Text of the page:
Like the Beatles, the Rolling Stones weren't prepared for success in the U.S. And neither were their record companies.

Rushing to meet Beatlemania, Capitol Records scrambled to assemble new LPs out of the leftover songs that didn't make it to the U.S. albums. (Years later, with the introduction of the compact disc, the Beatles' U.K. and U.S. catalogs aligned, and all was right in the world ... until older fans realized that they really liked those bastardized versions.)

To a lesser extent, the Rolling Stones took a similar path with their albums; but to a greater extent, their reshuffled records actually improved some of the original LPs. Just as Meet the Beatles! is a better album than the corresponding With the Beatles, The Rolling Stones, Now! is a more satisfying listen than the band's second U.K. full length. Likewise, the Stones' second U.S. album, 12 x 5, charts a significant period in the group's evolution.

Using a five-song, Chicago-made U.K.-only EP that came out in August 1964, 5 x 5, as its launching point, 12 x 5 collected a dozen stray tracks from the period: five from the EP, two singles and their B-sides and three songs that showed up on the Stones' second U.K. album, The Rolling Stones No. 2, in January 1965. It's not a perfect album, but it set up a long string of classic LPs that stretched well into the next decade.

Unlike the Stones' U.S. debut, England's Newest Hit Makers, which was released five months earlier in May, 12 x 5 contained a number of group-penned songs: three credited to Mick Jagger and Keith Richards, and two to the band pseudonym Nanker Phelge. Unfortunately, none of them stand out (the U.S. debut included one Jagger-Richards composition, "Tell Me," an early classic).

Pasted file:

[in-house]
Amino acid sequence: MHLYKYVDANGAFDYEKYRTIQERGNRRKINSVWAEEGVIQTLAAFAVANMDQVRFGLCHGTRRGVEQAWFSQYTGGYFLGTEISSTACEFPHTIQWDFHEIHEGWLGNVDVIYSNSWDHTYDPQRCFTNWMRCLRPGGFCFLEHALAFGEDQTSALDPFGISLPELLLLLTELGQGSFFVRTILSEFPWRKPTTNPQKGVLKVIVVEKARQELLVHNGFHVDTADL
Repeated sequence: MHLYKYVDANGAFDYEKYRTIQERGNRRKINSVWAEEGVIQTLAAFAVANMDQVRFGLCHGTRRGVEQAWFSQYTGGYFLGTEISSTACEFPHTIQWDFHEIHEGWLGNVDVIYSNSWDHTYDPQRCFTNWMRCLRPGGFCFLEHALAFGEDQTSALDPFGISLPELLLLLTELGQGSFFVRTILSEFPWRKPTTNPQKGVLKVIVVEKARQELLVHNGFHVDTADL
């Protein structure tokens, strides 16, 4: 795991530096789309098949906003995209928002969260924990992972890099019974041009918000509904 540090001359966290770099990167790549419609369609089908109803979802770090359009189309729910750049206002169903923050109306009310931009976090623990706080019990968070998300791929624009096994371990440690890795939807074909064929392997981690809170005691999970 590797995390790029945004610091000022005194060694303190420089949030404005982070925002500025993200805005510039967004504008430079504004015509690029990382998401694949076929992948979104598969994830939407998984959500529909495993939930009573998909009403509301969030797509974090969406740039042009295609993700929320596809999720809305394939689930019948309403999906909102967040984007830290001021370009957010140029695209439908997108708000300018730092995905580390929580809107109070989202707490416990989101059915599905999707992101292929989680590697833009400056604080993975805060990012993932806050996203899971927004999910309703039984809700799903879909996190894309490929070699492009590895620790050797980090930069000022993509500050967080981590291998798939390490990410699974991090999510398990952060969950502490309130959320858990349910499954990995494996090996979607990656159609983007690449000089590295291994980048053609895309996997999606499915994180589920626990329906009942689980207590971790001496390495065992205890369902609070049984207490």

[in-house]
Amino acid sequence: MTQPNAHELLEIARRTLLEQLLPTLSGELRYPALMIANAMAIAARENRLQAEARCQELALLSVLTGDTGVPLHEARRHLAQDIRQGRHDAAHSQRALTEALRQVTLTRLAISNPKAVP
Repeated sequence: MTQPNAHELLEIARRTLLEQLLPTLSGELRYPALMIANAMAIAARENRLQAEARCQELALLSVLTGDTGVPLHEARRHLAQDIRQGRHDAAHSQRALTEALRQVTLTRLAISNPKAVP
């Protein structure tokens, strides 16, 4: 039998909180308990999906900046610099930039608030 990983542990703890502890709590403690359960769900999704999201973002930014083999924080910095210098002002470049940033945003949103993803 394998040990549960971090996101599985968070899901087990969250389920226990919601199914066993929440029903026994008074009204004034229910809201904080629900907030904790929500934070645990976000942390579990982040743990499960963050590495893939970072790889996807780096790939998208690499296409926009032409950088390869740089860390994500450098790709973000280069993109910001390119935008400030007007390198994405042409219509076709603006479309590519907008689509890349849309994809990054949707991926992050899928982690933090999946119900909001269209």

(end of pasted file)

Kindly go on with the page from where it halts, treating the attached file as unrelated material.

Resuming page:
Listen to the Rolling Stones' 'Around and Around'

But a few of the covers do. The Beatles filled their albums with familiar R&B songs from America that many times they equaled or bettered the original songs. The Stones' attempts at cuts like these often sagged under the weight of their idolizing; there's little to recommend in their covers of "Under the Boardwalk" and "Susie Q" on 12 x 5.

When they strayed from the Top 40 and into more obscure territory – like they do with "Time Is on My Side" (a non-charting number by Louisiana-born Irma Thomas) and "It's All Over Now" (written by Bobby Womack, whose group the Valentinos took it to No. 94 on the chart earlier in 1964) on 12 x 5 – the results are tremendous. (The version of "Time Is on My Side" included here is a different one than the more familiar single take, which includes a guitar solo rather than the organ fills heard on 12 x 5.)

And, even more important during this crucial stage, the Stones were starting to find their own voice. The Chuck Berry riffs are still abundant, so is Jagger's and Brian Jones' not-so-hidden adoration for veteran bluesmen. But there's a sharper sense of purpose to their playing on most of these songs, a self-assured grasp of the music that would only get stronger within the next couple of years. The first steps of the Stones' eventual domination begin here.

Over the next 12 months – and a No. 3 peak for 12 x 5 – the group would record some of its best and most popular songs from the first stage of its long career, culminating in Out of Our Heads, the Stones' first No. 1 album in the States. Even though the U.K. and U.S. albums received the same title for the first time, the stateside take shared only half of its dozen songs with the overseas version. It wouldn't be until 1967's Their Satanic Majesties Request that music fans on both sides of the Atlantic would hear the exact same albums – right around the same time, incidentally, that the Beatles finally lined up their catalog.



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